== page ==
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Labradoodles are super smart dogs eager to learn, especially when you make training positive and rewarding. Whether teaching puppy basics or tackling unwanted adolescent behaviors, rule number one is being even more persistent than your headstrong Labradoodle! With time, consistency and praise, you’ll end up with a polite pooch you’re proud to have as a faithful companion.

Training Tips for a Well-behaved Labradoodle

Here are top tips for training your Labradoodle at any age into a polite, obedient pup guaranteed to impress. You’ll master all the cues for a well-mannered dog plus helpful guidance for common challenges like leash pulling, jumping up and more. Let’s get started!

Nailing Potty Training

Housebreaking is step one for every pup. Make it clear that outdoors is for potties only by following these steps:

  • Take them out immediately after waking up, meals, playtime, and every 30-60 minutes at first. Praise the moment they go in the right spot. Treats help too! This reinforces the habit.
  • Choose a consistent potty spot outside and use a cue word when they go like “Go potty.” This connects the command with the action for when you want them to go on command.
  • Confine in a crate when you can’t actively supervise to avoid indoor accidents. Expand freedom as their bladder control improves.
  • Respond neutrally to any indoor mistakes – just clean thoroughly with enzymatic cleaner. No scolding after the fact.

Stay consistent, patient and positive! Your Lab will quickly pick up this essential life skill.

Mastering Basic Cues

Once housetraining is underway, start training important obedience cues like:

Sit – Hold a treat at their nose level and slowly move it overhead as you say “sit.” Praise and reward once their bottom hits the floor.

Stay – After a sit, say “stay”, take a few steps away, then return and reward. Gradually increase distance.

Come – Call their name happily and reward with praise or treats when they run over.

Down – Show the treat in your hand. Move it down towards the floor saying “down” until they lie down. Reward.

Leave it – Place a treat on the floor. When they go for it say “leave it!” and cover it with your hand. Repeat until they resist. Then reward.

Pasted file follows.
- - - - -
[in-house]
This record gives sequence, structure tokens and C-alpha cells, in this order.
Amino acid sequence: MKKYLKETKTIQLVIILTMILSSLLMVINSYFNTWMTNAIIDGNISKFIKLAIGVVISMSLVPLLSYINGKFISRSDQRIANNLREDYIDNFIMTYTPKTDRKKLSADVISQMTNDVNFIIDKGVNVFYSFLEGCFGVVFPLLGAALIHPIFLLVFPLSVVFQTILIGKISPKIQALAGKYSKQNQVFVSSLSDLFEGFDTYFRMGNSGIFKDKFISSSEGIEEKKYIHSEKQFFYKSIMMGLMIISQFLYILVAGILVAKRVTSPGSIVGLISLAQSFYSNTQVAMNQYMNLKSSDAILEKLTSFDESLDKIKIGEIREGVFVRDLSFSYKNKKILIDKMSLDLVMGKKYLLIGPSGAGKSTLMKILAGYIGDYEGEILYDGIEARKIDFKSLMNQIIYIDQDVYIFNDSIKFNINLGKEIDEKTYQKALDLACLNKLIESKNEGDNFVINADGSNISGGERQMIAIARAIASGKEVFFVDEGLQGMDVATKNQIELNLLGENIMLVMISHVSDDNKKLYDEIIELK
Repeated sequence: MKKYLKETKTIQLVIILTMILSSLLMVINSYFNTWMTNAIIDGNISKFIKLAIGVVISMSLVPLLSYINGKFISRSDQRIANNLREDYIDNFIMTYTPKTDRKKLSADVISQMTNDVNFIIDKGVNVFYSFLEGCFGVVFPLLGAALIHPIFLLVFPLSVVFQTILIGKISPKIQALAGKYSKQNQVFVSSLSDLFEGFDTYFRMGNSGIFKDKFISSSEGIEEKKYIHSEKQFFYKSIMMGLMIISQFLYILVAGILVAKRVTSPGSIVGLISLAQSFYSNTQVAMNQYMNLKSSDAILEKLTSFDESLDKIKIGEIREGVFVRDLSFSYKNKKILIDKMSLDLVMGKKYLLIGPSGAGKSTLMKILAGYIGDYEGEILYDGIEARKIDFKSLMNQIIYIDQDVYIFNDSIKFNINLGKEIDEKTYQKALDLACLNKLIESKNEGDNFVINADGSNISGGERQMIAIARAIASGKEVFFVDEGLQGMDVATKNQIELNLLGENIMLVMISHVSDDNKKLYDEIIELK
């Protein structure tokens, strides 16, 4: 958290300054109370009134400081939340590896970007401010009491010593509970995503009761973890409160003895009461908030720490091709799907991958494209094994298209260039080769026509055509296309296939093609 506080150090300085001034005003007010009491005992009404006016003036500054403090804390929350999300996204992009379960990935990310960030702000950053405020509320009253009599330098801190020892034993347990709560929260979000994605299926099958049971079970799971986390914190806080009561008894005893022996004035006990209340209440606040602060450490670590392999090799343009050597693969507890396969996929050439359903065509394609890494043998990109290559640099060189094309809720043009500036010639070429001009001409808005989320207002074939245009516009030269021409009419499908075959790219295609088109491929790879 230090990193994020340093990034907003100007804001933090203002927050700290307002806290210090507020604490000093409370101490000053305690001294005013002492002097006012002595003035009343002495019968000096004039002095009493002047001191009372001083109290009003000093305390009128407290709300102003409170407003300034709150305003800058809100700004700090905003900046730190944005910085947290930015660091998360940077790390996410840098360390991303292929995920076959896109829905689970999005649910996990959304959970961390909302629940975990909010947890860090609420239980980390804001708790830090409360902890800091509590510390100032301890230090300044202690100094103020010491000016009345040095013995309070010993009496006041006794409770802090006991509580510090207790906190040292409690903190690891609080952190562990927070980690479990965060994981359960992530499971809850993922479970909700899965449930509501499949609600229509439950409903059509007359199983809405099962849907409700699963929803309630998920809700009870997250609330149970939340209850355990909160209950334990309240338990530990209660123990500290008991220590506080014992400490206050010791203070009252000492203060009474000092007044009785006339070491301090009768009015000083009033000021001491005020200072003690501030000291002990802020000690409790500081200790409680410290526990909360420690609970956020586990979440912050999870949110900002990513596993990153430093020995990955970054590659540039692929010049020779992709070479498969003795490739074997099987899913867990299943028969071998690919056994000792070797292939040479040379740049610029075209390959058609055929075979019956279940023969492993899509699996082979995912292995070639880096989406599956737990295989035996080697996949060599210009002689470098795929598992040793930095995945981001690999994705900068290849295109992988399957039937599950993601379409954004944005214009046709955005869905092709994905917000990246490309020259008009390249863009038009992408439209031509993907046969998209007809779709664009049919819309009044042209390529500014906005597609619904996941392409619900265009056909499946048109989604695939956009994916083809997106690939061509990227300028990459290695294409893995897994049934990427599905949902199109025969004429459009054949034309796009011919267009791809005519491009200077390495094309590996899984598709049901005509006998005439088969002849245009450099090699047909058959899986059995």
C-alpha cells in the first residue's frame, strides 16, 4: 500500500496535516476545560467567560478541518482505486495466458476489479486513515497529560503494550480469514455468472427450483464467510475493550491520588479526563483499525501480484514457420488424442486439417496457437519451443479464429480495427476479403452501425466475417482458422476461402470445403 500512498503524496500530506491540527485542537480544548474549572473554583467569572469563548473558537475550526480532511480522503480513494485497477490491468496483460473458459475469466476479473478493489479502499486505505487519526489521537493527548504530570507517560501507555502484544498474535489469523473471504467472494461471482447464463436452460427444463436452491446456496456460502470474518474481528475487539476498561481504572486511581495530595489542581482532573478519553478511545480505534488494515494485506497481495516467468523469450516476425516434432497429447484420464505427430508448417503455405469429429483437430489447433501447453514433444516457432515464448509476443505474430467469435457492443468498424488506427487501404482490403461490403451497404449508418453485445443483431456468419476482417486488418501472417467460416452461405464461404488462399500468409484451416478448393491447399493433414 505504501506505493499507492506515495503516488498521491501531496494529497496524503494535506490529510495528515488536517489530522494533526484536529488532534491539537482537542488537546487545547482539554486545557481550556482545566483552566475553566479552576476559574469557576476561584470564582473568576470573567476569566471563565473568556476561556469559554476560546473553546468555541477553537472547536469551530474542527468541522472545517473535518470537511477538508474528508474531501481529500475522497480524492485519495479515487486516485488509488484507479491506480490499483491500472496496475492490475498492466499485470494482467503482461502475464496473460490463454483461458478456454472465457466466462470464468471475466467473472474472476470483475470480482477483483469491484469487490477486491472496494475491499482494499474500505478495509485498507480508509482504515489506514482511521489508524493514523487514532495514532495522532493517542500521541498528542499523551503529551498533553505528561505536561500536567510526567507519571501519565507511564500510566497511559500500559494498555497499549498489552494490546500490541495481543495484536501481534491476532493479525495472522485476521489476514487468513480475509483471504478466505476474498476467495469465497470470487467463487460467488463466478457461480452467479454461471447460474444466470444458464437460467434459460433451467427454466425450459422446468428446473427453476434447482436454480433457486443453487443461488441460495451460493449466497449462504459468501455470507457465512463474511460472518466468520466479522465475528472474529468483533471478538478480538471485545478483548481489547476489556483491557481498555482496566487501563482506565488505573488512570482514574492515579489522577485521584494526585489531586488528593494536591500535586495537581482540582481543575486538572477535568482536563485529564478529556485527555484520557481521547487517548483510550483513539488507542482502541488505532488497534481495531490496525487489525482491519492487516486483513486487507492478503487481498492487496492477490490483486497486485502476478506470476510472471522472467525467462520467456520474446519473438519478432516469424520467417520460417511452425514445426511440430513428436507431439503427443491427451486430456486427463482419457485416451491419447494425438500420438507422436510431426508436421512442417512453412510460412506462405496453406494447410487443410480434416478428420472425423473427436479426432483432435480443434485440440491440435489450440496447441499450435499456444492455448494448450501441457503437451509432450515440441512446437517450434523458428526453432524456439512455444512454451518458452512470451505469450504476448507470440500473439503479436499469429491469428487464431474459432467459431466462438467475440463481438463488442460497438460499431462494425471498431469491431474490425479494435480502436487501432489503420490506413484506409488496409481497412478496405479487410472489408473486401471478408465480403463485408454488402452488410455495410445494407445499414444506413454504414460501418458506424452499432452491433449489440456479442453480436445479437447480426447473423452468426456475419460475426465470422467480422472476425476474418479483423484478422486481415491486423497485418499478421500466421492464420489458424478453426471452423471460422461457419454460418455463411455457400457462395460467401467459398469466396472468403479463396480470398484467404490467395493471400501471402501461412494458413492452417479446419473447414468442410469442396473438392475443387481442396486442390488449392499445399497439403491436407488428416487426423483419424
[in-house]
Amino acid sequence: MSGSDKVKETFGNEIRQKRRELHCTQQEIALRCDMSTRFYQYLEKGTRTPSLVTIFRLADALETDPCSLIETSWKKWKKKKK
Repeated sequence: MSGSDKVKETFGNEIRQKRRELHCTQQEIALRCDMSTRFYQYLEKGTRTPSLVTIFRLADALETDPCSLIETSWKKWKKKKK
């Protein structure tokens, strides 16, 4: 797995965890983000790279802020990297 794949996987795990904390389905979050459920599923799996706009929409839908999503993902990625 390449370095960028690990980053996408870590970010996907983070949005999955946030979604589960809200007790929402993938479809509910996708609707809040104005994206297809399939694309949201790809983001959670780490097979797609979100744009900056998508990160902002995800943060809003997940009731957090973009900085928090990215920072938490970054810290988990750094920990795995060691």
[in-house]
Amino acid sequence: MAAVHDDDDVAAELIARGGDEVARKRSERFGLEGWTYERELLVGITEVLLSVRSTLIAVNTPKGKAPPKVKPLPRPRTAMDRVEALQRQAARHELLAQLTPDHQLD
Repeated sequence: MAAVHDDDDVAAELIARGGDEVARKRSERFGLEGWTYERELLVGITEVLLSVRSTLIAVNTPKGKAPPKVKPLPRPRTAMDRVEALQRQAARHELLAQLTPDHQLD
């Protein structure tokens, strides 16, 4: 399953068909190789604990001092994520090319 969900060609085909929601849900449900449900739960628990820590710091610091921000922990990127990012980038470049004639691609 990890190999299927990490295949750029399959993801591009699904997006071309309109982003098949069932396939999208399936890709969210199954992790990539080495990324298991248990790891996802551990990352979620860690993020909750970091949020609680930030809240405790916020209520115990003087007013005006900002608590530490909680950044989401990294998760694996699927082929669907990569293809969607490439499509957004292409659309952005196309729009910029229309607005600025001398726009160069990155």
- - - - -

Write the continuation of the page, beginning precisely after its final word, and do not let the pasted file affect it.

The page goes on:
Use mini training sessions daily, always ending on successes. Be more rewarding than the environment!

Loose Leash Walking

Labradoodles tend to pull on leash, but you can tackle this through positive methods. When they start to pull, immediately stop and call them back to your side. Reward when leash goes slack again. If needed, turn and change direction until they reorient to you. Stay patient – you determine the route! Reward voluntary check-ins.

You can also teach them to walk attentively near you without pulling. Use tasty treats to lure and reward as you walk. Phase out lures over time by rewarding at your side. Consistency using rewards, not physical corrections, is vital.

Preventing Jumps and Nips

Labradoodle pups are infamous for playful jumping and nipping. Curb these habits early by:

  • Ignoring any jumping, rewarding four paw sits instead
  • Saying “ouch!” for nips and stopping play. Praise gentleness.
  • Redirecting to a chew toy when mouthy during petting
  • Avoiding games of chase that spur nipping

Your firm but friendly consistency will convey that mouthing and jumping gets no rewards. Praise polite behavior and they’ll catch on fast.

Eliminate Excess Barking

Labradoodles bark as communication. Reduce excessive alarm barking by:

  • Ensuring they get sufficient exercise and enrichment. Bored dogs bark more.
  • Closing blinds to block outdoor views that can trigger territorial barking.
  • Teaching “quiet” and rewarding silence.
  • Providing distracting chews or food puzzles when left alone.

Determine what scenarios cause barking and manage the situation. Never yell or scold for barking, just calmly redirect their energy.

Curb Counter Surfing

Labradoodles turn into food thieves when left to self reward from counters. Stop this risky habit by:

  • Keeping counters and tables totally clear of anything edible. Out of sight, out of mind.
  • Teaching and rewarding an alternative like “go to bed” when they approach kitchen spaces.
  • Using baby gates, exercise pens or crates to restrict access if needed.
  • Saying “off” or “leave it” for counter interest and rewarding obedience.

Managing the environment so it’s not tempting will help the most. Ask everyone to avoid leaving food within paw’s reach.

Prevent Destructive Chewing

Chewing is normal dog behavior but directed chewing keeps furniture and shoes safe. Some tips:

  • Provide ample outlets – sturdy chew toys, frozen Kongs and food puzzles to occupy them. Rotate new ones regularly.
  • Crate train or confine unsupervised puppies. Freedom is earned.
  • Exercise well to prevent boredom based chewing.
  • Discourage chewing inappropriate items by swapping for an approved chew toy.
  • Use bitter anti-chew sprays on furniture and valuable objects.

Meeting their needs with fun chews prevents your belongings from becoming casualties.

Patience and Consistency Are Key

Resist quick fixes like shock collars which can erode trust. Be the benevolent leader your Labradoodle needs. With plenty of positive reinforcement, you can train a loyal companion who aims to please. Channel their high intelligence into a wonderful dog who makes you smile each and every day. Teamwork leads to a quality relationship!

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